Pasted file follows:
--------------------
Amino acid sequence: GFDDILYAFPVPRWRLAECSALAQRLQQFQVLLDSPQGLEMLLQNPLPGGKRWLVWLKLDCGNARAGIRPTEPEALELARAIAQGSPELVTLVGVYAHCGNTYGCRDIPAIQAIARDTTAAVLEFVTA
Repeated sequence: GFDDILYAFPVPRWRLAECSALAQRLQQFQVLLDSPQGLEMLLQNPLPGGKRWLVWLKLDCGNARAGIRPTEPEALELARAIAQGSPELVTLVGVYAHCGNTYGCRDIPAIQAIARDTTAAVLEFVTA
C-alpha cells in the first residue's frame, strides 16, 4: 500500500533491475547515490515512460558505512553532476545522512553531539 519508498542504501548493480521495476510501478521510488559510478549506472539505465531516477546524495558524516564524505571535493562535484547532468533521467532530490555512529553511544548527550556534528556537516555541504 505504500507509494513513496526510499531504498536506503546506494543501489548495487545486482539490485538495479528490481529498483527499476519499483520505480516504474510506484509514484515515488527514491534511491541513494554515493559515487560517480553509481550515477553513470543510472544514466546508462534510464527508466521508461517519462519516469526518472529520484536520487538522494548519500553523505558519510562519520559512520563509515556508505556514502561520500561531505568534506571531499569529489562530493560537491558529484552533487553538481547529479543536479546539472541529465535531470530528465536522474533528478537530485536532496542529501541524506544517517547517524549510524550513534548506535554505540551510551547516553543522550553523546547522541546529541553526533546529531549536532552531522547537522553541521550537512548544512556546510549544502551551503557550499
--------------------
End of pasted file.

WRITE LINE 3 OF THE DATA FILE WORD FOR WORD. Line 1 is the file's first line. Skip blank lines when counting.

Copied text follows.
C-alpha cells in the first residue's frame, strides 16, 4: 500500500533491475547515490515512460558505512553532476545522512553531539 519508498542504501548493480521495476510501478521510488559510478549506472539505465531516477546524495558524516564524505571535493562535484547532468533521467532530490555512529553511544548527550556534528556537516555541504 505504500507509494513513496526510499531504498536506503546506494543501489548495487545486482539490485538495479528490481529498483527499476519499483520505480516504474510506484509514484515515488527514491534511491541513494554515493559515487560517480553509481550515477553513470543510472544514466546508462534510464527508466521508461517519462519516469526518472529520484536520487538522494548519500553523505558519510562519520559512520563509515556508505556514502561520500561531505568534506571531499569529489562530493560537491558529484552533487553538481547529479543536479546539472541529465535531470530528465536522474533528478537530485536532496542529501541524506544517517547517524549510524550513534548506535554505540551510551547516553543522550553523546547522541546529541553526533546529531549536532552531522547537522553541521550537512548544512556546510549544502551551503557550499